This section explores how invoices are structured and operate within a particular contract. The initial focus is on RGB identifiers, which are integral to the operation of the system and may be encountered by users in various forms. These identifiers are unique to each component of the system, including contracts, assets, and interfaces, ensuring a standardized method of identification throughout the system.

Identifiers and their Encoding

Each element within the system, be it a contract, schema, interface, interface or asset is assigned a unique identifier. These identifiers are not arbitrary strings but are carefully encoded using base58, a method chosen for its efficiency and readability. Furthermore, these identifiers are prefixed with a descriptor (in the form of a URL or URN) indicating their type, such as rgb: . This prefixing strategy ensures clarity regarding the nature of each identifier, preventing confusion with other URL and misuse.

Enhancing Human Readability through Chunking

The concept of chunking have been introduced as a means to enhance the readability and verifiability of these identifiers. This technique, commonly used in phone and credit card numbers, breaks down long strings into smaller, more manageable segments. This feature not only aids in human parsing but also in verification processes, where checking the integrity of an identifier involves examining specific segments, such as the checksum at the end. Chunking, thereby, offers a balance between security and usability, with each chunk providing a certain level of security assurance. For example, having 256-bit strings divided into six blocks means that each chunk adds about 256/6 (~42) bits of security.

An identifier for an RGB contract could be represented, by the following ContractId encoded string:


which, as we said, is a string in Base58 divided into the various chunks to make it easier to read. The last group of characters is a checksum of the previous encoding. Finally, Base58 encoding was choose in favor of Bech32 encoding which can have some limitations regarding readability and character size limits of the string.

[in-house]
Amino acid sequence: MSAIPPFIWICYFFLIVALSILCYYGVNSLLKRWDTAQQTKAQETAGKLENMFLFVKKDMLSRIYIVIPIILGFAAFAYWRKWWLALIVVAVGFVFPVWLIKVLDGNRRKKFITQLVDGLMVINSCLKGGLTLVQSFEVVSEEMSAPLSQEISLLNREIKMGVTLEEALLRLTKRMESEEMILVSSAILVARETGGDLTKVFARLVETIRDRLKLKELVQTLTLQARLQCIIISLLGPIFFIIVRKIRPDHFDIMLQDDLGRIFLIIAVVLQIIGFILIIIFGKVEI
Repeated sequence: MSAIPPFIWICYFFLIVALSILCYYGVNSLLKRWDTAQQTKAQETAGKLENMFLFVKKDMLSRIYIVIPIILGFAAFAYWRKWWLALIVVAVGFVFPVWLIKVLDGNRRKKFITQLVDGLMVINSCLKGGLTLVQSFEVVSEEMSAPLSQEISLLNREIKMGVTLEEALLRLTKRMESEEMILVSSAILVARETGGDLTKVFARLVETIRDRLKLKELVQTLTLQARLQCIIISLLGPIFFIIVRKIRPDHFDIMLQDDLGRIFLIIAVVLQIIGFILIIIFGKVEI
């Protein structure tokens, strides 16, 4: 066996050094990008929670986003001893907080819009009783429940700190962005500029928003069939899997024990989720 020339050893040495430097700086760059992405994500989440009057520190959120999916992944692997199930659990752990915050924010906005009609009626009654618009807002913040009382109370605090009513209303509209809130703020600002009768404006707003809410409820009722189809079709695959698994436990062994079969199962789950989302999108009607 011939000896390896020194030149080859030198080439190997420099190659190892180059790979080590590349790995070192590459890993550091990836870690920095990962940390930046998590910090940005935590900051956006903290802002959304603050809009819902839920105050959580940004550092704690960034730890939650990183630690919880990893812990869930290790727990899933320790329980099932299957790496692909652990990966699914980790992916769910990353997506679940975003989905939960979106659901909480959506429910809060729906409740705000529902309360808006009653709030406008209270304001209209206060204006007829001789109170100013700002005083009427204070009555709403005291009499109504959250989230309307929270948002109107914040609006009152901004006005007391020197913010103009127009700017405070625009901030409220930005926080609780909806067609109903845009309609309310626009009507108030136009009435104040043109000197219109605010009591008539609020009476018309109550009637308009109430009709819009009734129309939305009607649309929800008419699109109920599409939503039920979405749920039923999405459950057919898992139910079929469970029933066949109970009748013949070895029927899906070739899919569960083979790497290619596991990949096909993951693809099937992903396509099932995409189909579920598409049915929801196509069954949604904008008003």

Use of URLs for Invoices

A significant advantage of this identifier system is its compatibility with URLs, allowing for direct interaction with wallets through simple clicks. This contrasts sharply with the cumbersome process required by other systems, where multiple steps are needed to copy and paste identifiers into wallets.

An example of a Invoice URL for fungible tokens might be:



  • rgb: defines the application identifier of the URL.

  • The ContractId is the same as in the previous example.

  • RGB20 defines the default interface which should be used to parse the contract.

  • The number 100 is part of the assignment and represents the amount of requested tokens by invoice's issuer.

  • The string egXsFnw-... which follows +utxob identifier is itself in the Base58 format divided into chunks, but it is neither a Bitcoin address nor a OpId. Indeed it is the concealed form of the seal definition that prevents Alice from knowing the UTXO actually held by Bob.

The URL format's simplicity and efficiency in opening wallets and facilitating transactions underscore its superiority over alternatives. Alternatives to the direct use of contract IDs, for example by using asset tickers, were considered but ultimately rejected due to security concerns and the potential for confusion. The chosen format prioritizes clarity and security, ensuring that users can easily understand and verify the details of their transactions.

The power of URLs is also expressed in the ease with which parameters such as an invoice signature can be introduced:


With this invoice URL format each software is to be able to interpret the part of the invoice which it is able to execute while the other parts (e.g. the ?sig part relate signature verification) can be safely discarded.

As for an extra example, in the box below an example of NFT transfer invoice is shown:

rgb:7BKsac8-beMNMWA8r--3GEprtFh7-bjzEvGufY-aNLuU4nSN-MRsLOIK/RGB21/DbwzvSu-4BZU81jEp-E9FVZ3xj-cyuTKWWy-2gmdnaxt-ACrS+utxob:gXsFnw- 5Eud 7WKYn-7DVQvcPbc-rR69YmgmG-veacwmUFo-uMFKFb

Where, in addition to the already described fields, the DbwzvSu-... field refers to the possibility to explicitly refer to the blob of the NFT data by the receiver.

Use of URL for Operations

As an additional example, RGB URLs can be used also for more complex operations, for instance those related to the encoding of an issuance operation of an RGB20-interfaced contract which assigns an amount of 10000 new tokens to the issuer wallet:


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